Mullard Space Science Laboratory

P. Schady
Prompt Observations Of Gamma-Ray Bursts with Swift

2007 (Supervisor: K. O. Mason)

This thesis uses early-time and simultaneous data from all three instruments on-board Swift to explore how the conditions of long Gamma-Ray Bursts (GRBs) and their environment affect their observed prompt and afterglow properties.

I firstly analyse two long GRBs with properties that distinguish them from the more standard class of long GRB; XRF 050406 and GRB 061007. The X-Ray Flash XRF 050406 is a class of GRB with softer prompt emission spectra than is typically observed. At the time, Swift UVOT observations of XRF 050406 were the earliest to be taken of an XRF optical counterpart, and the temporal and spectral Swift multi-wavelength data indicate that the bursts' softness is due to a geometrical effect where the GRB is observed off-axis. GRB 061007 is the brightest GRB to be detected by Swift and is accompanied by an exceptionally luminous afterglow that had a V-band magnitude < 11.1 at 80 s after the prompt emission. Although several properties of GRB 061007 are comparable to that of more standard GRBs, the brightness and the similarity in the decay rate of the X-ray, UV/optical and γ-ray emission from 100 s after the trigger require either an excessively large kinetic energy or highly collimated outflow.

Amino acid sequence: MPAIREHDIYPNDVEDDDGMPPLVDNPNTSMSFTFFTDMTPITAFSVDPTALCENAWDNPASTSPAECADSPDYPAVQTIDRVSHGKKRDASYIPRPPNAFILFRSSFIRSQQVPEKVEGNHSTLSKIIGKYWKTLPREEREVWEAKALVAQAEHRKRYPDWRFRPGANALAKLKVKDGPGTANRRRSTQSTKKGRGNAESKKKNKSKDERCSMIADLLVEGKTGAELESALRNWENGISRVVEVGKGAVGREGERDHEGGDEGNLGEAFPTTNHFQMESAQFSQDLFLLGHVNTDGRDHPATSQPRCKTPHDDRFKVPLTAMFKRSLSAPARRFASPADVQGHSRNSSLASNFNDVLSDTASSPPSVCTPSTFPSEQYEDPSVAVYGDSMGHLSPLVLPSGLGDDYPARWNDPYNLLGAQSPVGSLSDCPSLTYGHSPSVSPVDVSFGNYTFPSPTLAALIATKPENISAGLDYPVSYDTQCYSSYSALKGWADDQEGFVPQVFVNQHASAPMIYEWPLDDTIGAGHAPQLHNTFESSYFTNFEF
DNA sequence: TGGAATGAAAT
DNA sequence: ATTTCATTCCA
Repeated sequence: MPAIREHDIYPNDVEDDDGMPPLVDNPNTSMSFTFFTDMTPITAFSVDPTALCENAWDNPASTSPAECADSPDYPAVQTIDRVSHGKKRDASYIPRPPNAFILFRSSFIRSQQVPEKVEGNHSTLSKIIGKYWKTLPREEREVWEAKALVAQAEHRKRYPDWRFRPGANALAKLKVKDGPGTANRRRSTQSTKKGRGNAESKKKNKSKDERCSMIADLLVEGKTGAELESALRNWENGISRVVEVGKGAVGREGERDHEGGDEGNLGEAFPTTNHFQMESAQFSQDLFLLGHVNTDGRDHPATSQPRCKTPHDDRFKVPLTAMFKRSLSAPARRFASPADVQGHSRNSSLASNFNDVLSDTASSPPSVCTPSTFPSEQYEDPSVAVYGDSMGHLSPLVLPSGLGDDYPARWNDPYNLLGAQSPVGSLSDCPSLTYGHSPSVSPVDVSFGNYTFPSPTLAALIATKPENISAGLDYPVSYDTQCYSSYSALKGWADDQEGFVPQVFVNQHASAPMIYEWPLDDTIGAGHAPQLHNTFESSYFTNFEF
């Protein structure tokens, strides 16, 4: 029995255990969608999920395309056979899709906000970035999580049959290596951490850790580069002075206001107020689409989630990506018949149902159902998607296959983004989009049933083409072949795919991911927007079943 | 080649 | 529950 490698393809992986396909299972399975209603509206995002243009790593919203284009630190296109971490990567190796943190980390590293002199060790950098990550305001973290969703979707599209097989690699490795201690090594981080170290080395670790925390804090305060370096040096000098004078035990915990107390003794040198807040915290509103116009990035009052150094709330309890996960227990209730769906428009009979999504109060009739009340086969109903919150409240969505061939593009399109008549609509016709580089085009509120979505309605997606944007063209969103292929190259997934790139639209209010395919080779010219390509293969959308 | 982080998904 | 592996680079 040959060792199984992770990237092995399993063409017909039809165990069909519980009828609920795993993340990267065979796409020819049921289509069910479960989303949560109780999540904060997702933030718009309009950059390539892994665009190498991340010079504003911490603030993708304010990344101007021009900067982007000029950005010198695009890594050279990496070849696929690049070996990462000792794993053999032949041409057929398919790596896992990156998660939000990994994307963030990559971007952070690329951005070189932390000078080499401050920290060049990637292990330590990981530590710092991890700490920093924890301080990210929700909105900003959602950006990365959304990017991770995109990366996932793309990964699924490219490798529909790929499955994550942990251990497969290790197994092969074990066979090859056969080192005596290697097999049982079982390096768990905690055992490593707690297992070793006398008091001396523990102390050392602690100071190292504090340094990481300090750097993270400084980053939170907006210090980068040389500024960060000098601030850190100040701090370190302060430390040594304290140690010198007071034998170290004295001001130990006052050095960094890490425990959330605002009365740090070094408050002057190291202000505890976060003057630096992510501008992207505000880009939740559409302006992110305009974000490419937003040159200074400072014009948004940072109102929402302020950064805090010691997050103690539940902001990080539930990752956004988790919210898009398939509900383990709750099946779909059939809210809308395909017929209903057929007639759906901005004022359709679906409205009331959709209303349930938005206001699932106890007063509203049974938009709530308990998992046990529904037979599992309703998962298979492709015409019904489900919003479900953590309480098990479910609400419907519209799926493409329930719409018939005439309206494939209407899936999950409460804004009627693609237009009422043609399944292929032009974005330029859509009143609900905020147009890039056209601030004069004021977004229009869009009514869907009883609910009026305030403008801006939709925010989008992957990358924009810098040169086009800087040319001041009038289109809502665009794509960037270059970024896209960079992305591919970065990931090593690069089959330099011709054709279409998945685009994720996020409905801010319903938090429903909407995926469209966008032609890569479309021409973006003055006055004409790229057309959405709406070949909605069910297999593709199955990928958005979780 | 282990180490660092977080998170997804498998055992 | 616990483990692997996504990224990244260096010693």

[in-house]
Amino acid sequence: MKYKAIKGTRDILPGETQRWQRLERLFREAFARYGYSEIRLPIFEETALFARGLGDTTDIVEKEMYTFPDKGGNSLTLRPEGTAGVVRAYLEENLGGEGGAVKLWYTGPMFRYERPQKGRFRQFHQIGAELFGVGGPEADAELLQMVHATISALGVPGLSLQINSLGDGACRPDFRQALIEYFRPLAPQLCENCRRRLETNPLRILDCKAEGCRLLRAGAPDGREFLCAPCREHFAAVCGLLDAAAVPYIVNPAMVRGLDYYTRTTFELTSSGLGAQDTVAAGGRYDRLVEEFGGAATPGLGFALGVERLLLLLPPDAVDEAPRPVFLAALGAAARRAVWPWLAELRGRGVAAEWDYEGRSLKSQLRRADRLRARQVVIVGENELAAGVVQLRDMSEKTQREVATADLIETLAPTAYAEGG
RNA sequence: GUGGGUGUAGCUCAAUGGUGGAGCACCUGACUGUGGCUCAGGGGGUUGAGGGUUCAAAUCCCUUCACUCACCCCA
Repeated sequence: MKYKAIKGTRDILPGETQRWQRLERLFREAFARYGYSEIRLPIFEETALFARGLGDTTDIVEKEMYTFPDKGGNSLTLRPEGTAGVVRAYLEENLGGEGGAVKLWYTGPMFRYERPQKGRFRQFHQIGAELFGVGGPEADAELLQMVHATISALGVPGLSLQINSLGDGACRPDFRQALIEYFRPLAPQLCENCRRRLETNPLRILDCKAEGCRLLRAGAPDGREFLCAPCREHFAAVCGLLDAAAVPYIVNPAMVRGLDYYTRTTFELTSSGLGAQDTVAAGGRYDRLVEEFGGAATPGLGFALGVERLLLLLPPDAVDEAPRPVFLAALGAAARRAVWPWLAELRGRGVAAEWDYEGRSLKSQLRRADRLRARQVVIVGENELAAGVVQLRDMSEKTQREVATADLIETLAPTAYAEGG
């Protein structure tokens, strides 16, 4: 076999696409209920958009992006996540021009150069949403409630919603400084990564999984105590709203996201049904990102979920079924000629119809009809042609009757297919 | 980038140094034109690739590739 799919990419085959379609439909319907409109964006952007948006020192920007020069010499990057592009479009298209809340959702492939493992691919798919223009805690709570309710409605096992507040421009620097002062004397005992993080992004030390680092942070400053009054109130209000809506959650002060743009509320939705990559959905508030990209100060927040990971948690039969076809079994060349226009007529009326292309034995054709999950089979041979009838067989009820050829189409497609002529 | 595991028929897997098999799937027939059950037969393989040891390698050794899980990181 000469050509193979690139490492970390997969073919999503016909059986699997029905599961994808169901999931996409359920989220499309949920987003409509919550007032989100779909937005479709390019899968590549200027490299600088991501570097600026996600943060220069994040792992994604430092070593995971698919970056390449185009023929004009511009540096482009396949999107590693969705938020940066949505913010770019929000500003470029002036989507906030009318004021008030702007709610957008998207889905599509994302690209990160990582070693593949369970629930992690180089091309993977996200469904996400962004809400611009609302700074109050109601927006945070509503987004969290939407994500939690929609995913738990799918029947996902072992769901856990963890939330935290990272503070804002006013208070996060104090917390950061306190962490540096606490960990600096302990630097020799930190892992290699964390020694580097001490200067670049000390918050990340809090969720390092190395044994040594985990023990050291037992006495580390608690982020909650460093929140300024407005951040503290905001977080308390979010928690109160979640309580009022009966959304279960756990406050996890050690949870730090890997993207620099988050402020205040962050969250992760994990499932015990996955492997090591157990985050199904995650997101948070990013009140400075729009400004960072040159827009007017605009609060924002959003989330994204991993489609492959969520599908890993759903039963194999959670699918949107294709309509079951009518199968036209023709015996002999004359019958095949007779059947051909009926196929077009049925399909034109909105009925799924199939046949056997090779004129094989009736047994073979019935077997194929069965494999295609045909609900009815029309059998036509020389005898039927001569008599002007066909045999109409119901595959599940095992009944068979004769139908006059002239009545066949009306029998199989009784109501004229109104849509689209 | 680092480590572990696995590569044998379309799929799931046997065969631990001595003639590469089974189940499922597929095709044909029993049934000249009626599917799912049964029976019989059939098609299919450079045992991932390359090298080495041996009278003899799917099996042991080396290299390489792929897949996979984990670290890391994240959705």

To study GRB local environments, I analyse the X-ray and UV/optical spectral energy distributions of seven GRBs, and determine the column density and dust extinction in the GRB local environment. Using the SMC, LMC and Milky Way extinction curves to model the host galaxy dust, I find the SMC model to provide the best fit to the majority of the sample, indicating that the local environments of long GRBs are characteristic of irregular, low metallicity galaxies. I investigate the factors that contribute to the extinction and absorption in GRB afterglows, and the implications for the host galaxy properties.


Mullard Space Science Laboratory - Holmbury St Mary - Dorking - Surrey - RH5 6NTTelephone: +44 (0) 1483 204100 - Copyright © 1999-2005 UCL

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